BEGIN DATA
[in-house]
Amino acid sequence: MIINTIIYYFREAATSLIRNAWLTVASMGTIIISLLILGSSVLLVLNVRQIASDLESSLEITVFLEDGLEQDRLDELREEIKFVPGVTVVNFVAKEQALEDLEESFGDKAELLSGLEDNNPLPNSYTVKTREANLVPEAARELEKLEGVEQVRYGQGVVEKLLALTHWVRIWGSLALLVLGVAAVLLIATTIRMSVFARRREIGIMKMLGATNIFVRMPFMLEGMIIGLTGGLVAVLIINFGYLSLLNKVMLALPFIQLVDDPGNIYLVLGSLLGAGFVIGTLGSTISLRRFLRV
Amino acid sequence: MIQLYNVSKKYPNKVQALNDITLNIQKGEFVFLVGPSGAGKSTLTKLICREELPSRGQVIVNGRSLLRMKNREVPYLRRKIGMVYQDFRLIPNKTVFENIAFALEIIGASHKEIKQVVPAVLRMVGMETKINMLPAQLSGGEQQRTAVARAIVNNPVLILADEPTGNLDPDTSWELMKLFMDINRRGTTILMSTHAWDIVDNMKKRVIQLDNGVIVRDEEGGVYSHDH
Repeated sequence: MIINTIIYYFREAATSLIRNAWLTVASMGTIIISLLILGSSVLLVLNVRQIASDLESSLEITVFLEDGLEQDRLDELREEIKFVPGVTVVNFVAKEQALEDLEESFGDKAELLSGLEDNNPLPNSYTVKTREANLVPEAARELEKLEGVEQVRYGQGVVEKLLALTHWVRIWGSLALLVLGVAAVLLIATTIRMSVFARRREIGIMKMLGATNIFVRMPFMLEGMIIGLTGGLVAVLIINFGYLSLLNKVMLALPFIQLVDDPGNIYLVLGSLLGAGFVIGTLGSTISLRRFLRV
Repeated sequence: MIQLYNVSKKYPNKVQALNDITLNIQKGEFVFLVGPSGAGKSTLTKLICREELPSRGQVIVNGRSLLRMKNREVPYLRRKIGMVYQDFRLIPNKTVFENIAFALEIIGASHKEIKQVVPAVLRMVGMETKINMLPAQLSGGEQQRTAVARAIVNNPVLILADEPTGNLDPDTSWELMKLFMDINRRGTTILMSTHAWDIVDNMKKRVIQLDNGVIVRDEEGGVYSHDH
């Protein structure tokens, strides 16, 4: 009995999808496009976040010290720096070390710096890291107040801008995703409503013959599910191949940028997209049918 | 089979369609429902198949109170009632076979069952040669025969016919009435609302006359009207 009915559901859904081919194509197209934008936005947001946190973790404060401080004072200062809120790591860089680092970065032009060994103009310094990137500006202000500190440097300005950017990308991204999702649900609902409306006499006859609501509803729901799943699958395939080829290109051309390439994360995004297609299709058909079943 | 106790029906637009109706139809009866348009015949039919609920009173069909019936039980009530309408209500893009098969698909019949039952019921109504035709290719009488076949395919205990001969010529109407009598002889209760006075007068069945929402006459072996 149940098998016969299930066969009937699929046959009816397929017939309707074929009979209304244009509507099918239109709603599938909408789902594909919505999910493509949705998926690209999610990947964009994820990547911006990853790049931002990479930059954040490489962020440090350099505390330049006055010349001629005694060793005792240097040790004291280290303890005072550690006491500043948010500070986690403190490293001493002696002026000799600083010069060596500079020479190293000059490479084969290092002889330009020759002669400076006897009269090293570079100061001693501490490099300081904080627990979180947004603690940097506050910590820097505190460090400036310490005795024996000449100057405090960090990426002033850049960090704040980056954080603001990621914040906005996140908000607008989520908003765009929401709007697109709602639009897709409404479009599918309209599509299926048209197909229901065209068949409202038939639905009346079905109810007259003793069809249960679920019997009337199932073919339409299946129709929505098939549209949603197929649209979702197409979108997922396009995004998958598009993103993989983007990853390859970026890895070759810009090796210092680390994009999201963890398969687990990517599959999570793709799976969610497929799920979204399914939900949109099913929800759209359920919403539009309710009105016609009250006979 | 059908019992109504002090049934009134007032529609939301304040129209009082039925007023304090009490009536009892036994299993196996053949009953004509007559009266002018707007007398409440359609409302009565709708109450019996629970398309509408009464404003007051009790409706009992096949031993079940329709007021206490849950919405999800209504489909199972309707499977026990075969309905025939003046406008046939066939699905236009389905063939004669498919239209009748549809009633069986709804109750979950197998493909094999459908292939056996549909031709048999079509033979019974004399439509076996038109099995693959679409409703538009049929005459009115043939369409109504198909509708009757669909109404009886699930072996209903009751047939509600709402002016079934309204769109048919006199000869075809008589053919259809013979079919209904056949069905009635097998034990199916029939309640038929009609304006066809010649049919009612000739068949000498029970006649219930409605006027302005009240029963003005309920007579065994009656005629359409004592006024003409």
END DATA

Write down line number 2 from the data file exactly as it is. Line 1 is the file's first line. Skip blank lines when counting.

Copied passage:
Amino acid sequence: MIINTIIYYFREAATSLIRNAWLTVASMGTIIISLLILGSSVLLVLNVRQIASDLESSLEITVFLEDGLEQDRLDELREEIKFVPGVTVVNFVAKEQALEDLEESFGDKAELLSGLEDNNPLPNSYTVKTREANLVPEAARELEKLEGVEQVRYGQGVVEKLLALTHWVRIWGSLALLVLGVAAVLLIATTIRMSVFARRREIGIMKMLGATNIFVRMPFMLEGMIIGLTGGLVAVLIINFGYLSLLNKVMLALPFIQLVDDPGNIYLVLGSLLGAGFVIGTLGSTISLRRFLRV